He is showing us the plan for a Christian church that is much more than an association of congenial friends to listen once a week to an intellectual discourse and musical entertainment and carry on by proxy a mechanism of Christian work; but rather a church that can be at once the mother and home of every form of help and blessing which Jesus came to give to lost and suffering men, the birthplace and the home of souls, the fountain of healing and cleansing, the sheltering home for the orphan and distressed, the school for the culture and training of God's children, the armory where they are equipped for the battle of the Lord and the army which fights those battles in His name. Such a center of population in this sad and sinful world!
Simpson composed the lyrics of over 120 hymns, 77 of which appear in the C&MA's 1962 hymnal, Hymns of the Christian Life.
His missionary vision is illustrated by these words of his hymn, "The Missionary Cry":
The Master's coming draweth near.
The Son of Man will soon appear,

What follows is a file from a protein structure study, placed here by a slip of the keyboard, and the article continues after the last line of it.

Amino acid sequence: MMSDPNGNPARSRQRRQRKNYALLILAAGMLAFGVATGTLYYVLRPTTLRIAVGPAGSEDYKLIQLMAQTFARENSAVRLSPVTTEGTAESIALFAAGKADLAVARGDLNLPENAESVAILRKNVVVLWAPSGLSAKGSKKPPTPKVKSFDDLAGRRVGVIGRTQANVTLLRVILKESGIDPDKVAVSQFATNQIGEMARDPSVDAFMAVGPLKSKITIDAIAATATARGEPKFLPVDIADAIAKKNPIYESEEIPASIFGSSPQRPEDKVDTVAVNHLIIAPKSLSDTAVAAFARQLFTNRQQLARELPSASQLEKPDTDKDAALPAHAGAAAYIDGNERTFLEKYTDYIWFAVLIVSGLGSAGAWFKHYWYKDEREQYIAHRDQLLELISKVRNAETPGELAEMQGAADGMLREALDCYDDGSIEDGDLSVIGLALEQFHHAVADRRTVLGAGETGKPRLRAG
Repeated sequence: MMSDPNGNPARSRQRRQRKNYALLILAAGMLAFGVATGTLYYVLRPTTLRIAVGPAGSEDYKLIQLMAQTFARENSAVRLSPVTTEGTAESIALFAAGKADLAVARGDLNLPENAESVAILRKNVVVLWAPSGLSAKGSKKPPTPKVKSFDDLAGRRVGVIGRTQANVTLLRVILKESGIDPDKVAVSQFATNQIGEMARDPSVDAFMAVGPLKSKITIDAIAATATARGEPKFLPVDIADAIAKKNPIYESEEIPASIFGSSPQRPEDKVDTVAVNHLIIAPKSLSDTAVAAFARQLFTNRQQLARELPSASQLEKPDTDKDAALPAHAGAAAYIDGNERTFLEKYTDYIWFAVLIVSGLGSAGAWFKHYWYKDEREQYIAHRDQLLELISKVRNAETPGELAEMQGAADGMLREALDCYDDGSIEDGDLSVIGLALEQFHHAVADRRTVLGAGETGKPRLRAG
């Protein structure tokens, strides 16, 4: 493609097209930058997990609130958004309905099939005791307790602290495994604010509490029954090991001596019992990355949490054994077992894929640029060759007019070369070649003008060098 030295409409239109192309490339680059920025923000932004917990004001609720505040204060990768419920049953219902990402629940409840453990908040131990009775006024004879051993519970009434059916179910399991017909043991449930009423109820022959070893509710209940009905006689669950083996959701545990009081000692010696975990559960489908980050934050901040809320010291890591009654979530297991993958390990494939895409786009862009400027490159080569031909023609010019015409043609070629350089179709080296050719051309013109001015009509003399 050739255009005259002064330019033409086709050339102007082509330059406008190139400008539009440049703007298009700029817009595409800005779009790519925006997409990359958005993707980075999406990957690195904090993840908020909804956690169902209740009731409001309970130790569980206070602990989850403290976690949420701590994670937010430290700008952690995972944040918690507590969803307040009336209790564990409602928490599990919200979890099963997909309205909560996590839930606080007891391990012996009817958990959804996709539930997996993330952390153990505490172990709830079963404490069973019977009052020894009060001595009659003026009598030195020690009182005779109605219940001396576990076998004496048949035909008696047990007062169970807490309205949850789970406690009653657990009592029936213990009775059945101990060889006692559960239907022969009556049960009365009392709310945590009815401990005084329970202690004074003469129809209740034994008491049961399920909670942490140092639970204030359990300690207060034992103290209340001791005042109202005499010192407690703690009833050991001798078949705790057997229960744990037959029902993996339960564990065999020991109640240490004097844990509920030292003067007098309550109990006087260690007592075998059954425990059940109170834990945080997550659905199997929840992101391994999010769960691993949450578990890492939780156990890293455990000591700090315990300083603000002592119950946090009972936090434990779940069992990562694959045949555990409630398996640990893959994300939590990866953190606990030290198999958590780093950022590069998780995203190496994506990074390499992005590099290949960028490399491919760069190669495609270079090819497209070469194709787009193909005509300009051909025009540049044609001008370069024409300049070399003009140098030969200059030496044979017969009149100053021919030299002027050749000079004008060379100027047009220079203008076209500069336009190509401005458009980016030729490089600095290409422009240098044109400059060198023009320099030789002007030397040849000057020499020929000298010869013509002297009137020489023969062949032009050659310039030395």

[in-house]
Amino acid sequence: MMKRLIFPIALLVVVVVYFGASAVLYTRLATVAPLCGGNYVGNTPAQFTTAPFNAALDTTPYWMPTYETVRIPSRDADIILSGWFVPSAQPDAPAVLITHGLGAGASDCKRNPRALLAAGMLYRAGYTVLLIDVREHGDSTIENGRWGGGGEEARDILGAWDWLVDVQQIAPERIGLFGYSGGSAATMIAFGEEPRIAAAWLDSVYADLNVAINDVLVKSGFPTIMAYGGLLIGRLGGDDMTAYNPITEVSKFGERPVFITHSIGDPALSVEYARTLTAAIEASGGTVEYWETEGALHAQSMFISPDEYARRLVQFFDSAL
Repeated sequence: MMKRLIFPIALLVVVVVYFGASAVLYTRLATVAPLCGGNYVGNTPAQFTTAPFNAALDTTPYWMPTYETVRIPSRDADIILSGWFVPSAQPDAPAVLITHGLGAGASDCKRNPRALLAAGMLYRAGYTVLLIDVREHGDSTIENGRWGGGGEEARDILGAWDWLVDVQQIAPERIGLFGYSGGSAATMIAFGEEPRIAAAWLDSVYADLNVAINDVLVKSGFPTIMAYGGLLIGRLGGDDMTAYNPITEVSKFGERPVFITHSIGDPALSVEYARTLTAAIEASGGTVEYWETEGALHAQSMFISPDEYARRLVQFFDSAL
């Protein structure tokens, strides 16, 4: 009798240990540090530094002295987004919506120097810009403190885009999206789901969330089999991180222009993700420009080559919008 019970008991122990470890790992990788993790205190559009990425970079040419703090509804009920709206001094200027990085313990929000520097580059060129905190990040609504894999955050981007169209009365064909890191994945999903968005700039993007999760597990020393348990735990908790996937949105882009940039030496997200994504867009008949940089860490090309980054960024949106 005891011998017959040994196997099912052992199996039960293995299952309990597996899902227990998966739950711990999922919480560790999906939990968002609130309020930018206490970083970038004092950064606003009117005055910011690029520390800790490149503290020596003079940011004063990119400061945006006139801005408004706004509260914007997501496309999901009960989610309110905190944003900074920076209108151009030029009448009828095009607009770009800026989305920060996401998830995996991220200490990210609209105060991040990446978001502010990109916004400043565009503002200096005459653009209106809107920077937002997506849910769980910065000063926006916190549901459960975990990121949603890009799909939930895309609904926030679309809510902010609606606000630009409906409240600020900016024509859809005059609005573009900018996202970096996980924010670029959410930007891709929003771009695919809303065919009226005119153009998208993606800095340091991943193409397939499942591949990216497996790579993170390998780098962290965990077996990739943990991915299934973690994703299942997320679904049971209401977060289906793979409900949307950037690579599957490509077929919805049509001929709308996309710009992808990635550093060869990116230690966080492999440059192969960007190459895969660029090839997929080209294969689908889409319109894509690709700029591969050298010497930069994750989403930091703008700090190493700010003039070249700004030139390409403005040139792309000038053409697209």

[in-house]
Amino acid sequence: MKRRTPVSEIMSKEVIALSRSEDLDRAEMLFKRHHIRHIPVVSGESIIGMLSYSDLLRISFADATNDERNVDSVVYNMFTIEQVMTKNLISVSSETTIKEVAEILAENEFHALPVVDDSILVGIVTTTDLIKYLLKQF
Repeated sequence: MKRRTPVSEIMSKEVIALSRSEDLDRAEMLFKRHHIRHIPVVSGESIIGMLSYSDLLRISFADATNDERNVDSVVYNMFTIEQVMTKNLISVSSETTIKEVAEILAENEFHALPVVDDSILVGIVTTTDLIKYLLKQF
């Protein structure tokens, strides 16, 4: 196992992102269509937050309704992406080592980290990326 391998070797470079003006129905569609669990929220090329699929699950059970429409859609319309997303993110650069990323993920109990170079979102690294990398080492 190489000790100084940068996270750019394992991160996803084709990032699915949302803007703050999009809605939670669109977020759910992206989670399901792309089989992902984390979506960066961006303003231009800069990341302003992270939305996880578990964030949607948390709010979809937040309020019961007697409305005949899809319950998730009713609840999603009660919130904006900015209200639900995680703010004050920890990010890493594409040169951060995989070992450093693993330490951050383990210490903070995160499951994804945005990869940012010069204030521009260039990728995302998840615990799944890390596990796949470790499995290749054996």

His Kingdom is at hand.
But ere that glorious day can be,
The Gospel of the Kingdom, we
Must preach in every land.
Influence on Pentecostalism
During the beginning of the twentieth century, Simpson became closely involved with the growing Pentecostal movement, an offshoot of the Holiness movement. It was common for Pentecostal pastors and missionaries to receive their training at the Missionary Training Institute, now Nyack College, Nyack, New York, that Simpson founded. Because of this, Simpson and the C&MA had a great influence on Pentecostalism, in particular the Assemblies of God and the Church of the Foursquare Gospel. This influence included evangelistic emphasis, C&MA doctrine (especially on healing and his articulation of a "fourfold gospel"), and Simpson's hymns and books.
There eventually developed a severe division within the C&MA organization over "the initial evidence doctrine" within Pentecostalism. While Simpson and the C&MA wholeheartedly embraced the Filling of the Holy Spirit and all the spiritual gifts, including tongues, they could not embrace the position that only tongues would be the initial evidence for that Baptism experience.